What are the important points of the history of El Dorado that are conveyed by the old sage?

What is striking about the religion of El Dorado? 

What is striking about the reception Candide and Cacambo receive from the King of El Dorado?  (What is this meant to get us to question concerning European monarchs?  Why are the latter the way they are?  What "necessities" drive them to it?)

If Voltaire thinks that reason is a property of the human race as a species, how do you think he would account for the fact that what passes for "reasonable" and "required by reason" differs so strikingly in Europe from what it is in El Dorado?

What is the focus of intellectual life in El Dorado?  (How does Voltaire's estimation of the value of astronomy and other sciences differ from Swift's?  Why do you think that is?)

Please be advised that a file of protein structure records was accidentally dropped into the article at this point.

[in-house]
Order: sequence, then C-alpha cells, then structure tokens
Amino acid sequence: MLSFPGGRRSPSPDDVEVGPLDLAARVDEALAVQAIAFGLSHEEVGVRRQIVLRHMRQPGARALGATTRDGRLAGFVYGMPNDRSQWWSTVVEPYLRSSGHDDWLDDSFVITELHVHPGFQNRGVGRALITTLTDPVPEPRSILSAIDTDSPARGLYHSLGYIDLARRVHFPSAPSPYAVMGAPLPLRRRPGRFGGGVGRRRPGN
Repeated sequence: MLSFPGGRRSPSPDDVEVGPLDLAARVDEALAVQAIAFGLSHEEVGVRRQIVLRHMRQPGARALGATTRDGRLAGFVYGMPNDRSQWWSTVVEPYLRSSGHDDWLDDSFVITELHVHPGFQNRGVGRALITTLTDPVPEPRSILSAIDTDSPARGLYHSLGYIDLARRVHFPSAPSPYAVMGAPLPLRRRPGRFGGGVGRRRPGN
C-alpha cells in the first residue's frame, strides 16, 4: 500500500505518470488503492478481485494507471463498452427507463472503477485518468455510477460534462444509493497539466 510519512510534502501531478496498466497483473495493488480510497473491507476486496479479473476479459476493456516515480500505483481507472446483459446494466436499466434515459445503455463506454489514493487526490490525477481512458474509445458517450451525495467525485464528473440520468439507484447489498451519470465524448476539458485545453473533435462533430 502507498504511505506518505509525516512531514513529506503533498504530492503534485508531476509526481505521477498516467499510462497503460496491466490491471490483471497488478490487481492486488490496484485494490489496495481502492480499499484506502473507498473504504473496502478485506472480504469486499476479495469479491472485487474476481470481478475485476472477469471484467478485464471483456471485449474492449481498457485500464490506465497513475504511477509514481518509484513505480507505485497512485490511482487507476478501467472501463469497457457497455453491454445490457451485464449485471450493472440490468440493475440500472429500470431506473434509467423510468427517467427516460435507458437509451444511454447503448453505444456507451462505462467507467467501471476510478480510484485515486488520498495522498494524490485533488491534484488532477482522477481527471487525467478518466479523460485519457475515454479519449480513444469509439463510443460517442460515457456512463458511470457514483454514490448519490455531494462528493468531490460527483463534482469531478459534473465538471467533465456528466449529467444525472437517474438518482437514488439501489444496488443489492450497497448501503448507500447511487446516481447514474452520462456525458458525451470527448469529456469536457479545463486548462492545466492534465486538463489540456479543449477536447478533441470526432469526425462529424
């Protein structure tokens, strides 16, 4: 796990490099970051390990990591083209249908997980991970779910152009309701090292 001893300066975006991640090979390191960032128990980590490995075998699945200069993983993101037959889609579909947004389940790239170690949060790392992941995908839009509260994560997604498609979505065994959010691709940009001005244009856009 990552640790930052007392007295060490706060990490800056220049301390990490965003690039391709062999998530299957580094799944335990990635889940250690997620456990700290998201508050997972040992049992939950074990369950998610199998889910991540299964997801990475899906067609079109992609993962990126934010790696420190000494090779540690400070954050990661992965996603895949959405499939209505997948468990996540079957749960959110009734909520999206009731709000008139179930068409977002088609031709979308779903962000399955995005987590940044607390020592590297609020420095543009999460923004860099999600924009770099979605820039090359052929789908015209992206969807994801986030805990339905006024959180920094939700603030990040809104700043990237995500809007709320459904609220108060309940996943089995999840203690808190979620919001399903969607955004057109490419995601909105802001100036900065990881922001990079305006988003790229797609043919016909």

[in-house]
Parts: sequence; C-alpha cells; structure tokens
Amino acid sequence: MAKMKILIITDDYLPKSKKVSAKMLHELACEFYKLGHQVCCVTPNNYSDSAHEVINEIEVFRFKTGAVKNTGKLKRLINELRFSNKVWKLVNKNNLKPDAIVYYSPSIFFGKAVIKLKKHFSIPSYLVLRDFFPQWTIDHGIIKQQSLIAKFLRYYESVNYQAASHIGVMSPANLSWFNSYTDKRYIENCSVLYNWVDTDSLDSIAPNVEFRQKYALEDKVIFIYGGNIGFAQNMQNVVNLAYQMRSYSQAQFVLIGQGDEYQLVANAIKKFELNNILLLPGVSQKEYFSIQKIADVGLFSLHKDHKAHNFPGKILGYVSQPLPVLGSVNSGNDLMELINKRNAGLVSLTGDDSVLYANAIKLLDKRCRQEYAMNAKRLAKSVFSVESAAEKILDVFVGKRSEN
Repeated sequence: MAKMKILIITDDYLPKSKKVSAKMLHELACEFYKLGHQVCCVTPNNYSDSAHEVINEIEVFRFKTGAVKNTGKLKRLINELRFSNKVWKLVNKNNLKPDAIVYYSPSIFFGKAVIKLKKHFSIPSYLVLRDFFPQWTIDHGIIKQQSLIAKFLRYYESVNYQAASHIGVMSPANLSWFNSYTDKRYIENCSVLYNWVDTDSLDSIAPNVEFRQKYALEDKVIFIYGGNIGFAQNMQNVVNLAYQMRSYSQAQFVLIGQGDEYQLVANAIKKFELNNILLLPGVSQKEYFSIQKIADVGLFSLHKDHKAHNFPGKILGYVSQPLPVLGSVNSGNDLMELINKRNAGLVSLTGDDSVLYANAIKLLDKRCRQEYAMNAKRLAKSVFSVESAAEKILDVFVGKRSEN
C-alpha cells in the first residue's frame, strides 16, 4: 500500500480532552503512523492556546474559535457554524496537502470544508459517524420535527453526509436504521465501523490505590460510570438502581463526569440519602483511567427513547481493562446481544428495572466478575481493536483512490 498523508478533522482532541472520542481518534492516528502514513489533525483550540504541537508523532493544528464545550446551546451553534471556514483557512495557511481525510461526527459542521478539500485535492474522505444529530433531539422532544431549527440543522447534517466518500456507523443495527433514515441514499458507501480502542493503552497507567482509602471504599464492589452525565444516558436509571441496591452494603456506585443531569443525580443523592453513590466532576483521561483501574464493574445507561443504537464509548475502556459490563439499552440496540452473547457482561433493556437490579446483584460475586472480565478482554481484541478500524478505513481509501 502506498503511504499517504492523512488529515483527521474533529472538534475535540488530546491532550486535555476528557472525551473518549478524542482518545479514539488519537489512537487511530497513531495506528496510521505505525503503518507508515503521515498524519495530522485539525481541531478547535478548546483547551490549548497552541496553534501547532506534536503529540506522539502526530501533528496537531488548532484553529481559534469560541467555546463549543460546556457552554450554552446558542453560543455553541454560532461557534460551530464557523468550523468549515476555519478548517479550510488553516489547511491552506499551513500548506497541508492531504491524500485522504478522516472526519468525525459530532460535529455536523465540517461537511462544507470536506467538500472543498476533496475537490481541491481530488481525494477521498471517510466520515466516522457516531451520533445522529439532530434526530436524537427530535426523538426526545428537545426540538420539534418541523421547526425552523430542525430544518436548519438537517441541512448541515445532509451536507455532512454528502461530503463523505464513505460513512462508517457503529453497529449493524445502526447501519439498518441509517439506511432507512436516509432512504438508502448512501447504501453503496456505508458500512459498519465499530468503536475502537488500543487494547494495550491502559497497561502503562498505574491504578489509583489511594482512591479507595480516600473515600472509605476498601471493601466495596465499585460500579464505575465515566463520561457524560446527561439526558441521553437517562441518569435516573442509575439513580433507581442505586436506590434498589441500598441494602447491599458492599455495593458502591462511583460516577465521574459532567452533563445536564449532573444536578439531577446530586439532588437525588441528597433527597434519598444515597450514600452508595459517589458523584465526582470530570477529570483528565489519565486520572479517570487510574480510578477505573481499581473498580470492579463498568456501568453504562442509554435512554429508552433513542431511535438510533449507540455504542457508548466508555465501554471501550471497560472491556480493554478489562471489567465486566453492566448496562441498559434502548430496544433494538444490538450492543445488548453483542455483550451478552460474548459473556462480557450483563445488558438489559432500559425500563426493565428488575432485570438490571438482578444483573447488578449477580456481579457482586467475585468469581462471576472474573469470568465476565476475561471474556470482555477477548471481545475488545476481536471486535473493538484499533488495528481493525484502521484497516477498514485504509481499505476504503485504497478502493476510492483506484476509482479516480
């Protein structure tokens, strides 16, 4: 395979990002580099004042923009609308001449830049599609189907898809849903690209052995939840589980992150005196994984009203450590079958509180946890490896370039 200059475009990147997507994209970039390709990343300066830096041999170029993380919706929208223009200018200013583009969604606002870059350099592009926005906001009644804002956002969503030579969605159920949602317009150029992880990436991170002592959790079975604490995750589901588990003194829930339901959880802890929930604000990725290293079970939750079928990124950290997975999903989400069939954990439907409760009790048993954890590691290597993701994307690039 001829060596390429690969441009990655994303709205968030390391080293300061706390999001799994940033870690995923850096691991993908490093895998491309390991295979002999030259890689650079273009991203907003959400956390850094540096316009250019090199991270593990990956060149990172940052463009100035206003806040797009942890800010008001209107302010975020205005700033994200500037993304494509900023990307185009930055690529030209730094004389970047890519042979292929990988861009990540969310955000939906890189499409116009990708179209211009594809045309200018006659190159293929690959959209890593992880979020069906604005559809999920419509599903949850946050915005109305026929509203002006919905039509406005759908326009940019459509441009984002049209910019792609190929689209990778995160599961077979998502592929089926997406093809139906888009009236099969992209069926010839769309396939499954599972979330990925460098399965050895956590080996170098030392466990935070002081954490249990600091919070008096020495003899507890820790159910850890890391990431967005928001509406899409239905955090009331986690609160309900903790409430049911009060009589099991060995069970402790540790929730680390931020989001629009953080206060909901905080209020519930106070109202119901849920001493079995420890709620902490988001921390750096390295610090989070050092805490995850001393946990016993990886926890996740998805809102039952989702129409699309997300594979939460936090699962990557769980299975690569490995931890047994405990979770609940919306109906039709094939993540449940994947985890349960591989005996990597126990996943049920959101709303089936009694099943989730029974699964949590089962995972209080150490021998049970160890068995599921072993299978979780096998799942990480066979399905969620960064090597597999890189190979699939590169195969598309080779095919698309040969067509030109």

What essential features of European civilization are absent from El Dorado? 

Why does Candide resolve to leave El Dorado?  (There are two factors, one more profound for assessing the social facts that are taken for granted as natural in Europe.)

What point is Voltaire making in the encounter Cacambo and Candide have with the Negro they find on the way in to Dutch Surinam?

How does Vandurdendur acquaint us with another dimension of "prudence" from the one we have come to associate with Cacambo and the Old Woman?

How does Candide come to take on the company of Martin?

How does Martin define his own philosophical perspective?  (What does he mean by describing himself as a Manichean?)

Chapter 21 is worth at least a cursory look.

Consider Candide's speculative questions in natural and moral philosophy, and Martin's replies to them.  What do we learn about each character's inclinations from the questions and answers concerning

In Chapter 22, Candide and Martin encounter a scholar at the dinner hosted by the Marchiness of Parolignac.  What is Voltaire up to in designing this conversation?